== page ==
You Mad, Bro?
What do we do as soon as our babies are born? We start talking to them. We
wait anxiously to hear ‘mama’ or ‘dada’. Usually, we hear ‘dada’ first,
don’t we? Dad gets to brag to everyone ‘Junior said dada first’! Even
though most babies make dadadada or babababa sounds before speaking their
The words eventually come and then flow from their sticky little mouths
without end. A torrent of words begin when they wake up and don’t stop
until they pass out. In fact, when they are toddlers and you don’t hear a
steady stream of words, then something off limits is being eaten or broken
or drawn on.
My baby boy is 16 years old and as I watch him grow into adulthood, I can’t
help but ask myself a question.
What happened to my son’s vocabulary?
I hate to brag (that’s only kind of true), but my youngest child has been scary smart since he was little. He said his first word at 7 months and had a vocabulary of about 30 words by the time he was 10 months old. He began reading at age three and read Animal Farm when he was in Kindergarten.
That last thing? Yeah, when I saw him reading Animal Farm, I thought I’m sure he’s reading the words, but he doesn’t get it. I asked him what he thought about the book and his response was: Pretty sure the pigs are going to take over.
Like I said, scary smart.
His vocabulary was out of this world. He loved words. He loved learning new words. And he never ever EVER stopped talking. I would give my left arm to hear my baby boy ask me a million questions in his four year old voice now, but back then? The questions grew tiring.
I remember one day, when he was around 4 years old, telling him that he was going to use up all his words. He said ‘What? What does that mean”? I told him that people only had so many words they could say and if they used them all up, when they got old, they wouldn’t be able to talk anymore. He looked at me and said “Mom, that’s preposterous”.
He wasn’t buying that multi-syllable words counted as two words in the total count, either.
We lived in a small Ohio town when my baby boy was four years old. We didn’t go anywhere without running into someone we knew. We were out for dinner one evening. I had a particularly rough day at work that day, dealing with a grumpy boss. Who also happened to be having dinner at the same restaurant with his wife.
My husband and I were friends with my boss and his wife and my son had been to their house a number of times. My son listened to me complain about my rotten day during dinner and how my boss could be a real douche when he was in a bad mood. Then, as we were leaving, we ran into my boss.
My son looked very sternly at my boss and told him that he was supercilious. My boss, who I could see was trying to not laugh, asked my son what supercilious meant. The boy looks at him and says dismissively ‘It means you think you’re better than everyone else’. Then, he asked him if we could go to his house and play Xbox.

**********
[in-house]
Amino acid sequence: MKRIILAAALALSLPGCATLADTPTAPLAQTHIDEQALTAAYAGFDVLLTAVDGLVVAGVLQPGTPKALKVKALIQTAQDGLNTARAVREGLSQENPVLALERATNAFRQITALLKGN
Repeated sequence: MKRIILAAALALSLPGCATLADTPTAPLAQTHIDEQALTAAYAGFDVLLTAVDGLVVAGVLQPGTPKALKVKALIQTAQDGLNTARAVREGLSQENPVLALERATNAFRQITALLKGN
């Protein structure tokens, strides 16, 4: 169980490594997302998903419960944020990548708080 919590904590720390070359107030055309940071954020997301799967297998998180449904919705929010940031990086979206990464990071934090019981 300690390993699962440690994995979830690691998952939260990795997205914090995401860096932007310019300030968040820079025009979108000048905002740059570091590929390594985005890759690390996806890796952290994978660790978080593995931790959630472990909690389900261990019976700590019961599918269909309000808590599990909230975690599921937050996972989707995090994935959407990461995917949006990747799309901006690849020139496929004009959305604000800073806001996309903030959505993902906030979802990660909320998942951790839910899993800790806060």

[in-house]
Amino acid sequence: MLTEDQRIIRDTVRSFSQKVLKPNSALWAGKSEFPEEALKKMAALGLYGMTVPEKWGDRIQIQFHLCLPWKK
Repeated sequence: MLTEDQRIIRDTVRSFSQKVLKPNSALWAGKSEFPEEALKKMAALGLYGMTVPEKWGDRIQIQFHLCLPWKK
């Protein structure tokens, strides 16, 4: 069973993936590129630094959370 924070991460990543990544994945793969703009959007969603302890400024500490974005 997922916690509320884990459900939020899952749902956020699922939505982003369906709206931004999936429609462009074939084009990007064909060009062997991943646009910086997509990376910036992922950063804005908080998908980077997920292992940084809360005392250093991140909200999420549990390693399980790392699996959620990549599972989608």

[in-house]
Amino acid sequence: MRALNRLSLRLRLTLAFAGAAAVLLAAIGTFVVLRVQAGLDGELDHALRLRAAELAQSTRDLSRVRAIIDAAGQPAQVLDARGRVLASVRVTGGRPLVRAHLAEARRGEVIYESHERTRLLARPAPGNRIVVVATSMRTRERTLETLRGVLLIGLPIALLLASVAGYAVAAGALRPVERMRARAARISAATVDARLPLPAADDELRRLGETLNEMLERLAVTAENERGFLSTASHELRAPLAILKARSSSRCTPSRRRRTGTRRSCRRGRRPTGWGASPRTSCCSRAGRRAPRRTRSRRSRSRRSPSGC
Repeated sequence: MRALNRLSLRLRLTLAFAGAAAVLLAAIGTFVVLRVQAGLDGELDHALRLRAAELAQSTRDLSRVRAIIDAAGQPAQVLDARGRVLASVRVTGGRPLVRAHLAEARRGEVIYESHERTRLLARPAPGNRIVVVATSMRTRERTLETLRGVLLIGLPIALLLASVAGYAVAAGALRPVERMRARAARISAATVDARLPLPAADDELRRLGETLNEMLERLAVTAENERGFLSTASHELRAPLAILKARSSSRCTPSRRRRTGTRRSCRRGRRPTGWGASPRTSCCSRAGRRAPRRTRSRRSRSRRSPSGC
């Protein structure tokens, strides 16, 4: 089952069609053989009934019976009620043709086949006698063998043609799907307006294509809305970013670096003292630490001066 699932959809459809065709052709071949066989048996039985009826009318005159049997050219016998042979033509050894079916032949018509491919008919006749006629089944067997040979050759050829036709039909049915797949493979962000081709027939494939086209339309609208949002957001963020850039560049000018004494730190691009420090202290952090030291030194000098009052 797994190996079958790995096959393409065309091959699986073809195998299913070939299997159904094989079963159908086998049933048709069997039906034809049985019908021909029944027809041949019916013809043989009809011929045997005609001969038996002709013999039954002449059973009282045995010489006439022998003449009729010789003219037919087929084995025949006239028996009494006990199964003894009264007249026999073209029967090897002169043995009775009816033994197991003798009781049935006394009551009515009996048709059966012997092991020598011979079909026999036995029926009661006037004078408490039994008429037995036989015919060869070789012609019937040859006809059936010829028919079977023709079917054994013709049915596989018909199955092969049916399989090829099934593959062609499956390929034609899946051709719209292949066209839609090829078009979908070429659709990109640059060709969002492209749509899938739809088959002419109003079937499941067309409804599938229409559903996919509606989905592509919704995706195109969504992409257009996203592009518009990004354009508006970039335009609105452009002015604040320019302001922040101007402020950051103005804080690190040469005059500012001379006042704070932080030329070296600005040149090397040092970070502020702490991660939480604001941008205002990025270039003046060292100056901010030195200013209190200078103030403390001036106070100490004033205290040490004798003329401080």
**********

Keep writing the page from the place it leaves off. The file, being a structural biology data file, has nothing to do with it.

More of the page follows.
He’s 16 now and he’s still wicked smart. But his vocabulary, well, it was better when he was 4. Mostly, he communicates in grunts and intermittent smells.
The one thing he says to me more than anything else is ‘You mad, bro’? Every time he says the phrase, I roll my eyes a little harder. Pretty soon I’m going to roll them hard enough to time travel. When I do, I’m going to go back in time, to when he was 4 and listen to him ask as many questions as he wants.
I remember when he couldn’t wait to see me when I came home from work. Now, when I call him, he answers with an annoyed “What”? I understand the ‘what’ just fine, but if I’m talking to him on the phone, it’s like listening to the adults talk on Charlie Brown. I’m not completely sure about this, but I think teenage boys stuff their mouths with marbles or cotton balls before speaking on cell phones. I think it’s punishment for parents for calling them instead of texting.
I understand what is happening, he is growing up and separating himself from us. His vocabulary is changing from learning to live to learning to leave. Sure, the thought makes me sad, but I am proud of the man he's becoming. He's quick-witted, kind, and can be sarcastic. He’s intelligent and well read. I’m sure he will suffer the setbacks that most young adults do. There will be some lessons he will learn the hard way. He’ll probably have at least one broken heart. But I’m not afraid for him. He’s going to be fine.
I’m sure there will come a day when I would give my left arm to hear ‘you mad, bro’?
Michelle Poston Combs is a blogger who lives in the Midwest with her
husband and her youngest son. She is at the precipice of learning to live
with an empty nest which she finds both terrifying and exhilarating.
Her blog, Rubber Shoes In Hell is where she writes about topics ranging from awkward conversations with strangers to learning how to overcome being an adult child of a narcissist. Michelle has appeared on numerous blogs as a guest writer, including The
Huffington Post. She programs computers to pay the bills and counters this soul sucking
endeavor by writing her observations on life, menopause, anxiety and marriage